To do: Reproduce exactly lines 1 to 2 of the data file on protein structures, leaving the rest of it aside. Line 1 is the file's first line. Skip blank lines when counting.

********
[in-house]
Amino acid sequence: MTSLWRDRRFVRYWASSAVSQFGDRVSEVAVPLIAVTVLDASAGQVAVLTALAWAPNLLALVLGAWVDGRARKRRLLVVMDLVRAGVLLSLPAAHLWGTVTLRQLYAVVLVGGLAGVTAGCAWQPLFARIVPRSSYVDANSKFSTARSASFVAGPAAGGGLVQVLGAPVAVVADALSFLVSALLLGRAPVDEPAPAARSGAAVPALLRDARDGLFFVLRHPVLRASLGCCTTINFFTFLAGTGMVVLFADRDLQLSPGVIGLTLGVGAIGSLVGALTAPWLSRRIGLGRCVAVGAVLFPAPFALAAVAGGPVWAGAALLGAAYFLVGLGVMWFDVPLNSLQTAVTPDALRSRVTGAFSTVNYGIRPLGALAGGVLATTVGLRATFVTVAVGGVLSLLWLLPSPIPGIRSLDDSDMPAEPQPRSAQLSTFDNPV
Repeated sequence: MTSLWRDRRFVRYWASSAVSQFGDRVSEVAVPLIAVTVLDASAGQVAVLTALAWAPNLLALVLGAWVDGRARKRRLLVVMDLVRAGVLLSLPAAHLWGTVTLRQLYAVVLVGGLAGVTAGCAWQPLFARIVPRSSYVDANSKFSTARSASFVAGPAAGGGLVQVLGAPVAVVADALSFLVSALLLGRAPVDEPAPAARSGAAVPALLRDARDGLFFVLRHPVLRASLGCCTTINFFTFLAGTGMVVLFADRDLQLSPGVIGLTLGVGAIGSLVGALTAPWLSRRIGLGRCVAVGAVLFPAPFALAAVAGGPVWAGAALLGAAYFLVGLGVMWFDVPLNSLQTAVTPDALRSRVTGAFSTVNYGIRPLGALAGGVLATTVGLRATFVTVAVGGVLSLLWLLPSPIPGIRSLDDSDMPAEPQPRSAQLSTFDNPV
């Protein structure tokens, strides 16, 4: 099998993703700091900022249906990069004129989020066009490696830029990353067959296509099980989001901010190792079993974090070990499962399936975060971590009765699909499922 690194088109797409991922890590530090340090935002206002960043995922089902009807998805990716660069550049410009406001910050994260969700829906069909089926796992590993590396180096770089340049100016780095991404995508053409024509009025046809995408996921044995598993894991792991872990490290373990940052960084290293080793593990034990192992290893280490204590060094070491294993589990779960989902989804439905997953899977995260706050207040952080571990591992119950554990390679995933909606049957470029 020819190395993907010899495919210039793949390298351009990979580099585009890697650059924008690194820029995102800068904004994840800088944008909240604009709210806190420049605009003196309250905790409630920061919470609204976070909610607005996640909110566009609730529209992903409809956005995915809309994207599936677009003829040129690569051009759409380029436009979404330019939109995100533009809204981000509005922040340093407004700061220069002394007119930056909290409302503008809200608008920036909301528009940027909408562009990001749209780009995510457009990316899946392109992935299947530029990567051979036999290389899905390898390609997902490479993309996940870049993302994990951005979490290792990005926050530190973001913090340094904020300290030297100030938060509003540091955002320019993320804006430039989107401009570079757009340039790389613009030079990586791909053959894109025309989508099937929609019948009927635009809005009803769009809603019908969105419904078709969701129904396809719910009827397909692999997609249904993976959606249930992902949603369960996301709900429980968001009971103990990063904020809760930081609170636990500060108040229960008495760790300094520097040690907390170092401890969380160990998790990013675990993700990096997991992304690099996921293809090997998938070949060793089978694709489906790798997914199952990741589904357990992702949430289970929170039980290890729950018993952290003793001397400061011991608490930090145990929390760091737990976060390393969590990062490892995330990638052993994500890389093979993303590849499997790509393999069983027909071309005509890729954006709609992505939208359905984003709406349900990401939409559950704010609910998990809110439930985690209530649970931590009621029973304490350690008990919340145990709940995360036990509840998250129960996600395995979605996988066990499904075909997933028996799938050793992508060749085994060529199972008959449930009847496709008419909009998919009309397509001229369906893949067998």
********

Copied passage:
[in-house]
Amino acid sequence: MTSLWRDRRFVRYWASSAVSQFGDRVSEVAVPLIAVTVLDASAGQVAVLTALAWAPNLLALVLGAWVDGRARKRRLLVVMDLVRAGVLLSLPAAHLWGTVTLRQLYAVVLVGGLAGVTAGCAWQPLFARIVPRSSYVDANSKFSTARSASFVAGPAAGGGLVQVLGAPVAVVADALSFLVSALLLGRAPVDEPAPAARSGAAVPALLRDARDGLFFVLRHPVLRASLGCCTTINFFTFLAGTGMVVLFADRDLQLSPGVIGLTLGVGAIGSLVGALTAPWLSRRIGLGRCVAVGAVLFPAPFALAAVAGGPVWAGAALLGAAYFLVGLGVMWFDVPLNSLQTAVTPDALRSRVTGAFSTVNYGIRPLGALAGGVLATTVGLRATFVTVAVGGVLSLLWLLPSPIPGIRSLDDSDMPAEPQPRSAQLSTFDNPV